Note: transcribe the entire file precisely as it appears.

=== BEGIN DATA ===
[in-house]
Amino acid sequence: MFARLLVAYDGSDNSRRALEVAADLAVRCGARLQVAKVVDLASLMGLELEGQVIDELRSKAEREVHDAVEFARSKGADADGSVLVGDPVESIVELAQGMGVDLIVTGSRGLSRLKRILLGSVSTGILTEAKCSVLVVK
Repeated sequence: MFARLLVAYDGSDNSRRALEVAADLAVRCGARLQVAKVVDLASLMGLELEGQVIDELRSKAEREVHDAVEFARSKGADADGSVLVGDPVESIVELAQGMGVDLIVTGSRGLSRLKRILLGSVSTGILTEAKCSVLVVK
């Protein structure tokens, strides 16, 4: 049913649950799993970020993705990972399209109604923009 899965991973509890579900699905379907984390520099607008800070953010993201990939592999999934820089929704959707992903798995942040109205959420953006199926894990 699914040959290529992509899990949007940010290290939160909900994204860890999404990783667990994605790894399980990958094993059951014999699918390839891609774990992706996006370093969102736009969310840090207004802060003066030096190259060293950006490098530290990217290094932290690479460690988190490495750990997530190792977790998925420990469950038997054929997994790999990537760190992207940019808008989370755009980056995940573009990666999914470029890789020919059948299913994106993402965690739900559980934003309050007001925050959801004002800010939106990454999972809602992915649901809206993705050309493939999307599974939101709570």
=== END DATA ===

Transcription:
[in-house]
Amino acid sequence: MFARLLVAYDGSDNSRRALEVAADLAVRCGARLQVAKVVDLASLMGLELEGQVIDELRSKAEREVHDAVEFARSKGADADGSVLVGDPVESIVELAQGMGVDLIVTGSRGLSRLKRILLGSVSTGILTEAKCSVLVVK
Repeated sequence: MFARLLVAYDGSDNSRRALEVAADLAVRCGARLQVAKVVDLASLMGLELEGQVIDELRSKAEREVHDAVEFARSKGADADGSVLVGDPVESIVELAQGMGVDLIVTGSRGLSRLKRILLGSVSTGILTEAKCSVLVVK
């Protein structure tokens, strides 16, 4: 049913649950799993970020993705990972399209109604923009 899965991973509890579900699905379907984390520099607008800070953010993201990939592999999934820089929704959707992903798995942040109205959420953006199926894990 699914040959290529992509899990949007940010290290939160909900994204860890999404990783667990994605790894399980990958094993059951014999699918390839891609774990992706996006370093969102736009969310840090207004802060003066030096190259060293950006490098530290990217290094932290690479460690988190490495750990997530190792977790998925420990469950038997054929997994790999990537760190992207940019808008989370755009980056995940573009990666999914470029890789020919059948299913994106993402965690739900559980934003309050007001925050959801004002800010939106990454999972809602992915649901809206993705050309493939999307599974939101709570």